The shift from electrified funk to mellow classical is somewhat jarring, much like the effect you’d get if you had The Resistance on shuffle and got one of its last tracks after one of its first, I’d imagine. This minute-long instrumental piece feels like a segue in some sort of old-timey silent film, which is funny because it leads into an extremely theatrical song.
We were already aware of Muse’s aspirations to become known as a modern-day Queen on the last album, but this one takes the Queen aping to absolutely ridiculous heights. I don’t necessarily mean that as a bad thing – the jaunty piano and goofy background vocals that seem like they’re ripped from a quirky Broadway show certainly help to set the mood that they’re going for. And the numerous key changes and show-offy, guitar solos are perfect for a song that’s all about persevering, beating the odds, and settling for nothing less than victory and total world domination. It’s great fun to listen to… if you ignore the lyrics. Bellamy’s just way too on-the-nose with this one, constantly crooning about how it’s a fight and it’s a race and he’s gonna win. There’s no subtlety to it whatsoever, and that saps a lot of the fun out of it by forgetting to bring along the subtext about social Darwinism or government conspiracies or alien invasions or whatever it is that he’s usually on about. The result is a musically overloaded song with generic lyrics that must be good for getting audiences pumped at sporting events (it was the theme for the 2012 Summer Olympics, after all), but that lacks the intrigue normally associated with even their silliest songs.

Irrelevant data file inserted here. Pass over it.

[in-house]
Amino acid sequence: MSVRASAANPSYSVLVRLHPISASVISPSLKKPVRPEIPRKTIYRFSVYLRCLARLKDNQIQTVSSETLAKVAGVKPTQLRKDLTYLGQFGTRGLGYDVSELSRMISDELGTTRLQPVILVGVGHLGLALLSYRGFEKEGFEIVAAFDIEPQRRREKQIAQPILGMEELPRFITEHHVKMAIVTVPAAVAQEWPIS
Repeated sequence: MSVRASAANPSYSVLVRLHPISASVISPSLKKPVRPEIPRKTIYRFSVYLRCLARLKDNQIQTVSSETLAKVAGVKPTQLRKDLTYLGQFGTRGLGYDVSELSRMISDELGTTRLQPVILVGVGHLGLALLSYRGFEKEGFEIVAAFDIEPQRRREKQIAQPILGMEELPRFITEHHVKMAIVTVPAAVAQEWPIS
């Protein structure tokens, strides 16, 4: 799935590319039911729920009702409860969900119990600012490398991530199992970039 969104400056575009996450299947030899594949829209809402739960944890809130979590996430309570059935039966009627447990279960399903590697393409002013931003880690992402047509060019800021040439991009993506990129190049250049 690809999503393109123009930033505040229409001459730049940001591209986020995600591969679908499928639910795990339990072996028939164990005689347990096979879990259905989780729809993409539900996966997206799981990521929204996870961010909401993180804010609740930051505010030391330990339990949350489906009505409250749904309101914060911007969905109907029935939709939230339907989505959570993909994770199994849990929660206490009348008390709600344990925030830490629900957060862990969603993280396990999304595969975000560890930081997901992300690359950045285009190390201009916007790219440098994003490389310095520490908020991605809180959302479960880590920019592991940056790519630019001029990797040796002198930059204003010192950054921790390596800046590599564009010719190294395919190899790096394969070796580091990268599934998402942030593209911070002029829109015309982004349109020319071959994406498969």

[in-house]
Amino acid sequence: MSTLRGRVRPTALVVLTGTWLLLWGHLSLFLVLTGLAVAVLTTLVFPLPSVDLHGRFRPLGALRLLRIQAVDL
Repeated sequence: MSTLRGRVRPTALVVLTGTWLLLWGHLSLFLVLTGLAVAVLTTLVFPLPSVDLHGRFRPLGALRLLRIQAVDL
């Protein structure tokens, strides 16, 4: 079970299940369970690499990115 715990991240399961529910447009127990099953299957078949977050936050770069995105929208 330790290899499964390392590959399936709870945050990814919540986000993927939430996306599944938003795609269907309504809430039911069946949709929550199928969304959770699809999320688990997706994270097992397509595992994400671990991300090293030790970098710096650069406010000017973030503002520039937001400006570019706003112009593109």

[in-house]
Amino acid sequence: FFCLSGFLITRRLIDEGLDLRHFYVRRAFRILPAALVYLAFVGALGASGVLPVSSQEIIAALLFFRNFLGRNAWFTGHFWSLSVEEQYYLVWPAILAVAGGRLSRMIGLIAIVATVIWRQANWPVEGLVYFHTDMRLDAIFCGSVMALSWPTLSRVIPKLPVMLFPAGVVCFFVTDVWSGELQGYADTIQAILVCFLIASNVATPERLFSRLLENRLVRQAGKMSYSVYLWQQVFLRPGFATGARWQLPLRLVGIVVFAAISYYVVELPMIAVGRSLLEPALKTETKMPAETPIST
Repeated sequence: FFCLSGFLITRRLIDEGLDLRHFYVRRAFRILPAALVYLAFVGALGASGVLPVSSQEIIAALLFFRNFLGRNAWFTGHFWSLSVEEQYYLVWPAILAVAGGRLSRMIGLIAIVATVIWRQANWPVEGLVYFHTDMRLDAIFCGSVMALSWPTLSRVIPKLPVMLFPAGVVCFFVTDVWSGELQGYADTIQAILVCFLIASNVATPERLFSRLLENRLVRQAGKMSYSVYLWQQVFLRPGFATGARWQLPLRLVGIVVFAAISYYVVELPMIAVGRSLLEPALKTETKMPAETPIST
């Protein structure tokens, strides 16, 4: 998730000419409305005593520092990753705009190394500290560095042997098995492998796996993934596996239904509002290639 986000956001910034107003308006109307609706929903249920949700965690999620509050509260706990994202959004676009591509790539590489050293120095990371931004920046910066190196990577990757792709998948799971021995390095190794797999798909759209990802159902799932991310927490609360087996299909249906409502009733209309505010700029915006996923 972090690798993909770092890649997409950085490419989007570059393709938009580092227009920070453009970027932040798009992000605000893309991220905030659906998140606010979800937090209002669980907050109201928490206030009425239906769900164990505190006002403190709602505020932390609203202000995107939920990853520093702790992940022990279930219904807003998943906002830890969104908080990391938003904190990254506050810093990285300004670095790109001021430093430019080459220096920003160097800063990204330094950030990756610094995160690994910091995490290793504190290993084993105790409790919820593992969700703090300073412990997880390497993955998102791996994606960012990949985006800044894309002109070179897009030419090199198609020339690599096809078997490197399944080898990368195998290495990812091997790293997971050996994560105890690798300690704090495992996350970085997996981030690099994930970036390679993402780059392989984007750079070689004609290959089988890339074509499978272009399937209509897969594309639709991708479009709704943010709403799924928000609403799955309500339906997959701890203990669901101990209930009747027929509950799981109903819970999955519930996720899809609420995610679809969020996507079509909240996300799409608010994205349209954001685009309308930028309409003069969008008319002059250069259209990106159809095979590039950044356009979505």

6. Follow Me
From here on out, things only get more varied and experimental. I’d go so far as to say that nothing between now and the end of the album is begging to be released as a radio single or remembered as a stone-cold classic the way the first several songs on the album seem to be. This one is a highly danceable song with a bit of that “dubstep wobble” to it that perhaps got a bit overhyped as though it would be the sound of the entire album when Muse was first hinting at it as a direction they’d be exploring here. It takes its time to build up and let the rhythm kick in, so the first comparison that comes to mind is the title track from The Resistance, which is one of my favorites by the band. This one has a far less mysterious tone to it, though, trading the moody caution of “Resistance” for a near-religious sort of fervor, as Bellamy pledges total devotion and protection for someone who is willing to lay down their life to follow him. It’s pretty cheesy, and like “Survival”, it’s all stated a bit too simply for my tastes, but it comes to such a euphoric conclusion that I still can’t help but like it. It ends on a flourish that just feels like the cry of a soul finally set free. It almost feels like there shouldn’t be much of an album left after that point, like they spent one of their best climaxes before the thing was even half over. Pushing this well into the back half of the album probably would have helped the average listener’s mood to be more receptive to it by the time it showed up.